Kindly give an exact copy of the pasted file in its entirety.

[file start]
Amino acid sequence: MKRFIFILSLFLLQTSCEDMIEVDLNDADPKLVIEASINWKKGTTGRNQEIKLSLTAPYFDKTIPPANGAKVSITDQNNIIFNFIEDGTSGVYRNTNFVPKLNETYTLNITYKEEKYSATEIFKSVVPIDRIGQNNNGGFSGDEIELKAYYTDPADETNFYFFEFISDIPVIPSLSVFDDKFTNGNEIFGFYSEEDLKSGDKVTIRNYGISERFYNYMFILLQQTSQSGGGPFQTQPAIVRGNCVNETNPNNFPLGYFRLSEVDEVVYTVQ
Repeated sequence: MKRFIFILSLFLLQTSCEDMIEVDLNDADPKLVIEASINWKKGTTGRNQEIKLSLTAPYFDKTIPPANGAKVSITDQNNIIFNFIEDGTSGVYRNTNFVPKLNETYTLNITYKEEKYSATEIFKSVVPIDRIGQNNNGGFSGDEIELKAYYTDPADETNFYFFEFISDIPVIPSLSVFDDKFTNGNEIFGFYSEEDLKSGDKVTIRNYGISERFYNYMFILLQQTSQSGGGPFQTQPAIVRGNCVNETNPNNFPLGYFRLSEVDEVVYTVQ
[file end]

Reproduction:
Amino acid sequence: MKRFIFILSLFLLQTSCEDMIEVDLNDADPKLVIEASINWKKGTTGRNQEIKLSLTAPYFDKTIPPANGAKVSITDQNNIIFNFIEDGTSGVYRNTNFVPKLNETYTLNITYKEEKYSATEIFKSVVPIDRIGQNNNGGFSGDEIELKAYYTDPADETNFYFFEFISDIPVIPSLSVFDDKFTNGNEIFGFYSEEDLKSGDKVTIRNYGISERFYNYMFILLQQTSQSGGGPFQTQPAIVRGNCVNETNPNNFPLGYFRLSEVDEVVYTVQ
Repeated sequence: MKRFIFILSLFLLQTSCEDMIEVDLNDADPKLVIEASINWKKGTTGRNQEIKLSLTAPYFDKTIPPANGAKVSITDQNNIIFNFIEDGTSGVYRNTNFVPKLNETYTLNITYKEEKYSATEIFKSVVPIDRIGQNNNGGFSGDEIELKAYYTDPADETNFYFFEFISDIPVIPSLSVFDDKFTNGNEIFGFYSEEDLKSGDKVTIRNYGISERFYNYMFILLQQTSQSGGGPFQTQPAIVRGNCVNETNPNNFPLGYFRLSEVDEVVYTVQ